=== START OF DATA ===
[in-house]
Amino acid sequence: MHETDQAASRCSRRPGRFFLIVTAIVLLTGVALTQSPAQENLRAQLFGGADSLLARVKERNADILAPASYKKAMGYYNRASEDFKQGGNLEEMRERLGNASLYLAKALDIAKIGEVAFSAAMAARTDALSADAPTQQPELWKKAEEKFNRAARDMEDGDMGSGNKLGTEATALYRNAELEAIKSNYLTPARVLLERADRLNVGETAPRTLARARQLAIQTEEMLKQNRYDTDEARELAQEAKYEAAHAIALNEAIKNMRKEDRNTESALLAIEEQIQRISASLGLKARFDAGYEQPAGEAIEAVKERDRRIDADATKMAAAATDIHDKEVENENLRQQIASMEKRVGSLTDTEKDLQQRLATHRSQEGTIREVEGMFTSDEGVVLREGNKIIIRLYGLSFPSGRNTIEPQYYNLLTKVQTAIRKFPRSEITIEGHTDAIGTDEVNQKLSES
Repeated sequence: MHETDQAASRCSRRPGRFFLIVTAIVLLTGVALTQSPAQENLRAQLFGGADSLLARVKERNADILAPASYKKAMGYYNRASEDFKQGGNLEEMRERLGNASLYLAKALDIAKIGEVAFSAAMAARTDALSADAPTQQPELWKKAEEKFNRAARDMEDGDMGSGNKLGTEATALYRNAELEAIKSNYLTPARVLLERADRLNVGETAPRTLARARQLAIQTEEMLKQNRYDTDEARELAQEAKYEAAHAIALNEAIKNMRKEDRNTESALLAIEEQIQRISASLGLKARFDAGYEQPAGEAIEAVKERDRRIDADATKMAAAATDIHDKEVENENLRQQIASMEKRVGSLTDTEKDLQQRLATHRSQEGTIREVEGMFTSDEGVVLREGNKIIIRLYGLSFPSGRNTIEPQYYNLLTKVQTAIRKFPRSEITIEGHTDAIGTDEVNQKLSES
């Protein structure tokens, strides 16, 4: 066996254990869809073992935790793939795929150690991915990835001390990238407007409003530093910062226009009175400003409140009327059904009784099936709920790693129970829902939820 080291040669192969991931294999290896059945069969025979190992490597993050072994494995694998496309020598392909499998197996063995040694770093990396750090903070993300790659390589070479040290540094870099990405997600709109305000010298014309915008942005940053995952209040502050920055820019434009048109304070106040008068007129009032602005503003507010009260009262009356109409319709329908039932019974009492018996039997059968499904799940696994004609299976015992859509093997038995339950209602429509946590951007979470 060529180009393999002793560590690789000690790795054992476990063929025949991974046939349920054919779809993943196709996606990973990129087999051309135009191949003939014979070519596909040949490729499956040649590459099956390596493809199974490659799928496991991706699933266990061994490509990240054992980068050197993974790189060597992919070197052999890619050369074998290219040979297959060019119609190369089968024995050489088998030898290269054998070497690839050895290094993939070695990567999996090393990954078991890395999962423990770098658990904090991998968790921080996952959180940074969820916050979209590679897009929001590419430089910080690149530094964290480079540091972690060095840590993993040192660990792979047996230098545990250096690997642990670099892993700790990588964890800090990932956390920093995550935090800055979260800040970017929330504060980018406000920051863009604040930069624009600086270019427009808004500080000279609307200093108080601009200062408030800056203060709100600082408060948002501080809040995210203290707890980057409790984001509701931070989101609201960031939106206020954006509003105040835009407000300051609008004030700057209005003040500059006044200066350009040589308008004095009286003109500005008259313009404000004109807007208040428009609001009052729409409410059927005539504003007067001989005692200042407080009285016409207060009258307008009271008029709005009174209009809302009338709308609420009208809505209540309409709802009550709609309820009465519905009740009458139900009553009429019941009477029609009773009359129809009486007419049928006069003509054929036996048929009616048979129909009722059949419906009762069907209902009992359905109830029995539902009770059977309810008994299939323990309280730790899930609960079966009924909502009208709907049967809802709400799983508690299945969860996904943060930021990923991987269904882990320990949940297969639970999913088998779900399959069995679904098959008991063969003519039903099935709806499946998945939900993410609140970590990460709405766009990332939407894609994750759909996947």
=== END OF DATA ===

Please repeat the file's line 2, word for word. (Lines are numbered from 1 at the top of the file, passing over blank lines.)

Amino acid sequence: MHETDQAASRCSRRPGRFFLIVTAIVLLTGVALTQSPAQENLRAQLFGGADSLLARVKERNADILAPASYKKAMGYYNRASEDFKQGGNLEEMRERLGNASLYLAKALDIAKIGEVAFSAAMAARTDALSADAPTQQPELWKKAEEKFNRAARDMEDGDMGSGNKLGTEATALYRNAELEAIKSNYLTPARVLLERADRLNVGETAPRTLARARQLAIQTEEMLKQNRYDTDEARELAQEAKYEAAHAIALNEAIKNMRKEDRNTESALLAIEEQIQRISASLGLKARFDAGYEQPAGEAIEAVKERDRRIDADATKMAAAATDIHDKEVENENLRQQIASMEKRVGSLTDTEKDLQQRLATHRSQEGTIREVEGMFTSDEGVVLREGNKIIIRLYGLSFPSGRNTIEPQYYNLLTKVQTAIRKFPRSEITIEGHTDAIGTDEVNQKLSES